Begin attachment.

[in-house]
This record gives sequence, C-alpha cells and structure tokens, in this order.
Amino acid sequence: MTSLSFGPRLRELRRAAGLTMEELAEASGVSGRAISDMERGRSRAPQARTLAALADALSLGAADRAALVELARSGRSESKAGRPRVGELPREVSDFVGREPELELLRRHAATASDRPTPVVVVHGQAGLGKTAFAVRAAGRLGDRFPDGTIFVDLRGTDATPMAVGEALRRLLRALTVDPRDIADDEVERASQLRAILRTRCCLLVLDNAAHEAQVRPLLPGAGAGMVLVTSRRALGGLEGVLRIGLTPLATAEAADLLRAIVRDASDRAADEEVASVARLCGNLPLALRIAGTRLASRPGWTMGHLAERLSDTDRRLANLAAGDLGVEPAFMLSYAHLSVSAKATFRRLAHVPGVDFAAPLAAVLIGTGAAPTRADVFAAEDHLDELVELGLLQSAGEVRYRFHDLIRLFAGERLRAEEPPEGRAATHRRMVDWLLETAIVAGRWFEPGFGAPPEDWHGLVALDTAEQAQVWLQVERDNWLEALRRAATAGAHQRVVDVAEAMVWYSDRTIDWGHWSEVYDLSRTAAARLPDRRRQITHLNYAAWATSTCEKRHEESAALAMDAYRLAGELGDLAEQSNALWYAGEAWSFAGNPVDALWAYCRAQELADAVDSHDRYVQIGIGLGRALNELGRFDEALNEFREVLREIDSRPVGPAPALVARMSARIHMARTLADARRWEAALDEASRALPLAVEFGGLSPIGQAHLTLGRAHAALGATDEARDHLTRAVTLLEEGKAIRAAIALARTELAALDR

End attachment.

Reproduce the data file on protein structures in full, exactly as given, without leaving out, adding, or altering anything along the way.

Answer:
[in-house]
This record gives sequence, C-alpha cells and structure tokens, in this order.
Amino acid sequence: MTSLSFGPRLRELRRAAGLTMEELAEASGVSGRAISDMERGRSRAPQARTLAALADALSLGAADRAALVELARSGRSESKAGRPRVGELPREVSDFVGREPELELLRRHAATASDRPTPVVVVHGQAGLGKTAFAVRAAGRLGDRFPDGTIFVDLRGTDATPMAVGEALRRLLRALTVDPRDIADDEVERASQLRAILRTRCCLLVLDNAAHEAQVRPLLPGAGAGMVLVTSRRALGGLEGVLRIGLTPLATAEAADLLRAIVRDASDRAADEEVASVARLCGNLPLALRIAGTRLASRPGWTMGHLAERLSDTDRRLANLAAGDLGVEPAFMLSYAHLSVSAKATFRRLAHVPGVDFAAPLAAVLIGTGAAPTRADVFAAEDHLDELVELGLLQSAGEVRYRFHDLIRLFAGERLRAEEPPEGRAATHRRMVDWLLETAIVAGRWFEPGFGAPPEDWHGLVALDTAEQAQVWLQVERDNWLEALRRAATAGAHQRVVDVAEAMVWYSDRTIDWGHWSEVYDLSRTAAARLPDRRRQITHLNYAAWATSTCEKRHEESAALAMDAYRLAGELGDLAEQSNALWYAGEAWSFAGNPVDALWAYCRAQELADAVDSHDRYVQIGIGLGRALNELGRFDEALNEFREVLREIDSRPVGPAPALVARMSARIHMARTLADARRWEAALDEASRALPLAVEFGGLSPIGQAHLTLGRAHAALGATDEARDHLTRAVTLLEEGKAIRAAIALARTELAALDR